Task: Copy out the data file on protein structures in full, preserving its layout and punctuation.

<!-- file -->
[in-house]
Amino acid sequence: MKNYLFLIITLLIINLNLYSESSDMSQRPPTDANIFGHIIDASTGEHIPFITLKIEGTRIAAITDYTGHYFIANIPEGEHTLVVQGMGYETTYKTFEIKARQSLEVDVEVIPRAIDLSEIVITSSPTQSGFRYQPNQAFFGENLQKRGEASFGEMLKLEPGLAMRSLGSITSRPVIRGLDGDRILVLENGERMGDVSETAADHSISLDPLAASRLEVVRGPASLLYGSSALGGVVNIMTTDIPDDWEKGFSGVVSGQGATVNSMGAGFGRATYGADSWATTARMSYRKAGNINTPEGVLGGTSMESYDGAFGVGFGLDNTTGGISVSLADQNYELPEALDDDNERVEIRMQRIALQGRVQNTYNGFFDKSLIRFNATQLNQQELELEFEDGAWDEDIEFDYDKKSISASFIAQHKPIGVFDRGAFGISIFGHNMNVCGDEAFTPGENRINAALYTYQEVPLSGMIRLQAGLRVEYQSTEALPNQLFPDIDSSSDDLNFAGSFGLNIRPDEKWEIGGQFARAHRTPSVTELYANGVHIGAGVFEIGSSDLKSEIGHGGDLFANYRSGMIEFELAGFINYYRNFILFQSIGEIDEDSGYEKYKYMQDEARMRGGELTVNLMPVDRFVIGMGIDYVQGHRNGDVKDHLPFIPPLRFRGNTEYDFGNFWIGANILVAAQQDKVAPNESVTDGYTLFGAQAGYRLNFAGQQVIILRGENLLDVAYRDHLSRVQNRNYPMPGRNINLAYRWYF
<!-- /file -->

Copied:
[in-house]
Amino acid sequence: MKNYLFLIITLLIINLNLYSESSDMSQRPPTDANIFGHIIDASTGEHIPFITLKIEGTRIAAITDYTGHYFIANIPEGEHTLVVQGMGYETTYKTFEIKARQSLEVDVEVIPRAIDLSEIVITSSPTQSGFRYQPNQAFFGENLQKRGEASFGEMLKLEPGLAMRSLGSITSRPVIRGLDGDRILVLENGERMGDVSETAADHSISLDPLAASRLEVVRGPASLLYGSSALGGVVNIMTTDIPDDWEKGFSGVVSGQGATVNSMGAGFGRATYGADSWATTARMSYRKAGNINTPEGVLGGTSMESYDGAFGVGFGLDNTTGGISVSLADQNYELPEALDDDNERVEIRMQRIALQGRVQNTYNGFFDKSLIRFNATQLNQQELELEFEDGAWDEDIEFDYDKKSISASFIAQHKPIGVFDRGAFGISIFGHNMNVCGDEAFTPGENRINAALYTYQEVPLSGMIRLQAGLRVEYQSTEALPNQLFPDIDSSSDDLNFAGSFGLNIRPDEKWEIGGQFARAHRTPSVTELYANGVHIGAGVFEIGSSDLKSEIGHGGDLFANYRSGMIEFELAGFINYYRNFILFQSIGEIDEDSGYEKYKYMQDEARMRGGELTVNLMPVDRFVIGMGIDYVQGHRNGDVKDHLPFIPPLRFRGNTEYDFGNFWIGANILVAAQQDKVAPNESVTDGYTLFGAQAGYRLNFAGQQVIILRGENLLDVAYRDHLSRVQNRNYPMPGRNINLAYRWYF